Is India in the hands of Solar Power?

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India is energy-hungry, but electricity supply is still sporadic. The struggle to light India’s homes and power its industries has been on for years now. And even though successive governments have been setting up new power plants year after year, the situation remains largely unchanged. The problem has worsened over the years in fact, with the gap between electricity demand and supply going up to 10.2 percent, up from 7.7 percent a year ago, due to lack of fuel to run those power plants.

Improper management and environmental concern have made it difficult for the country to dig up enough fuel to keep up with its growing need for power. India largely uses coal to fuel its power plants, but the problem lies with the fact that eighty percent of India’s coal production is managed by government-controlled Coal India, hampered by industry problems of weak policies.

India’s coal mess makes solar power attractive and an obvious choice. Besides that, India is a country with plenty of sun and flat, idle land that can be ideal for setting up solar power plants.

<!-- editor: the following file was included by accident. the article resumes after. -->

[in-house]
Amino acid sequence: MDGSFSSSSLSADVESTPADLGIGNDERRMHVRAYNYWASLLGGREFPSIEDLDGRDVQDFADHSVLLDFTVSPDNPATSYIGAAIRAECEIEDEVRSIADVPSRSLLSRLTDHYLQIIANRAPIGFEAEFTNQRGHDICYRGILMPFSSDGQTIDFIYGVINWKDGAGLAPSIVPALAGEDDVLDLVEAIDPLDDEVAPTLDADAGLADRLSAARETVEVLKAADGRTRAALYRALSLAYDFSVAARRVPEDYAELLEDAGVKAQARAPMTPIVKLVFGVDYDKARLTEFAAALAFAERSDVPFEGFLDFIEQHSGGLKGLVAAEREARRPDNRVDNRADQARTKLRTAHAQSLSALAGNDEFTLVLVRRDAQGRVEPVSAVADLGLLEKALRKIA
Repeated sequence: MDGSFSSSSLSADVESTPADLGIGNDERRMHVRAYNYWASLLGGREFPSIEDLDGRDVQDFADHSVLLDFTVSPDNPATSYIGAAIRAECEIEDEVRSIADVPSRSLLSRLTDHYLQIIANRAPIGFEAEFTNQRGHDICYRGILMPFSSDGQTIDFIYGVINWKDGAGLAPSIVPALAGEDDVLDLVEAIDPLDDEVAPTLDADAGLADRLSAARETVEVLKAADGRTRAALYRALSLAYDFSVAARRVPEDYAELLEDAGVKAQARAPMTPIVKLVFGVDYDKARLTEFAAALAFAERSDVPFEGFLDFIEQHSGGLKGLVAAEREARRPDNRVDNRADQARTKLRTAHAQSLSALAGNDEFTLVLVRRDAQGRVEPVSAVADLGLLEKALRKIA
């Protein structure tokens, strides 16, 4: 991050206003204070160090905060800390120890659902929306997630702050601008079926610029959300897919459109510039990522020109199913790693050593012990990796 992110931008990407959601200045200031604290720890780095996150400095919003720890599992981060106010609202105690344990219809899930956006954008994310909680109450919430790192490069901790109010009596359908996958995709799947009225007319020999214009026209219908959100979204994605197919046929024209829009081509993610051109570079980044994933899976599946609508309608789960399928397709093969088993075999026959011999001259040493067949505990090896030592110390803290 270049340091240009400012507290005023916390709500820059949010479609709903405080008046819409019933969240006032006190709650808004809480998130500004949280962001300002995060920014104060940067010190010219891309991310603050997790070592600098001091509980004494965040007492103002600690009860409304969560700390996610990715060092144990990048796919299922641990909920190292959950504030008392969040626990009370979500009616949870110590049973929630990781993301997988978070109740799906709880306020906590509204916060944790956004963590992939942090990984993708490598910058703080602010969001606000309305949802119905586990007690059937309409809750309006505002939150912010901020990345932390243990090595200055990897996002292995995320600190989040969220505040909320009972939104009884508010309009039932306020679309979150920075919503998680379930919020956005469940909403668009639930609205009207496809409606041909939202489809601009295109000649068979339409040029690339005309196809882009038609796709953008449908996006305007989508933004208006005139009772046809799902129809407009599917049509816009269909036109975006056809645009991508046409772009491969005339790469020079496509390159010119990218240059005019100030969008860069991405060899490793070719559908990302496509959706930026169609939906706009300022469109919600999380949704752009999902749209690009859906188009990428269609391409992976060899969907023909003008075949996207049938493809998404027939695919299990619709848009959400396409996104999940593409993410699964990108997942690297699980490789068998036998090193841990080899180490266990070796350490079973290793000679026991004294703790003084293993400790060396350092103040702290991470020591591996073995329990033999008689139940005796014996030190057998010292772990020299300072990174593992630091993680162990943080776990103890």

Also, cheaper solar and pricier conventional power may soon make solar power competitive and without subsidies.

The Government has already approved plans for 54 cities to be developed as solar-powered cities and sanctions have already been granted to 39 such cities. Gujarat, a hot bed of solar power development over the past year, recently celebrated the commissioning of 600 MW of solar energy projects over a year. The state also built the world’s first canal-top project on the Narmada canal that may soon become a path-breaking prototype in solving the power and water crisis that India is currently facing.

Even though India doesn’t generate even a 1,000MW of solar power at present, the government is aiming for a 20 fold increase in production over the next 10 years. The biggest hurdle, however, is with the funding for solar projects in the near term. Commercial banks aren’t very sure of the return scenario such projects can generate, because of lack of reliable data, high tariffs and sick state utilities.

Also, solar power is likely to face the same infrastructural and political problems that coal is facing if is handled by the government.

Solar is the future of India and can be the magical formula we need to solve our power crisis. But one can’t help but hope that it doesn’t face the same fate as coal.

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